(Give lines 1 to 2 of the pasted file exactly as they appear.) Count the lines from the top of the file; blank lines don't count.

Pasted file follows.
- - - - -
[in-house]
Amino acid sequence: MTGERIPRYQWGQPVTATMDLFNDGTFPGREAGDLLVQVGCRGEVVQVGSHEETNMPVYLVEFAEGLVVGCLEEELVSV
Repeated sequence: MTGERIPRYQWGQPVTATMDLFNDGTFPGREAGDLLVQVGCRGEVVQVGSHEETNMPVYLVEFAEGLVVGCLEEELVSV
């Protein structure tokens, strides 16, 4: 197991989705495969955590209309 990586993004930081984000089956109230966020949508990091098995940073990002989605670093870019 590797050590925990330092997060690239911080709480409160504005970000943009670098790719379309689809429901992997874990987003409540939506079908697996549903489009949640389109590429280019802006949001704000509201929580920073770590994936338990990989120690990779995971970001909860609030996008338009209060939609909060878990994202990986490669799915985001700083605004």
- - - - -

[in-house]
Amino acid sequence: MTGERIPRYQWGQPVTATMDLFNDGTFPGREAGDLLVQVGCRGEVVQVGSHEETNMPVYLVEFAEGLVVGCLEEELVSV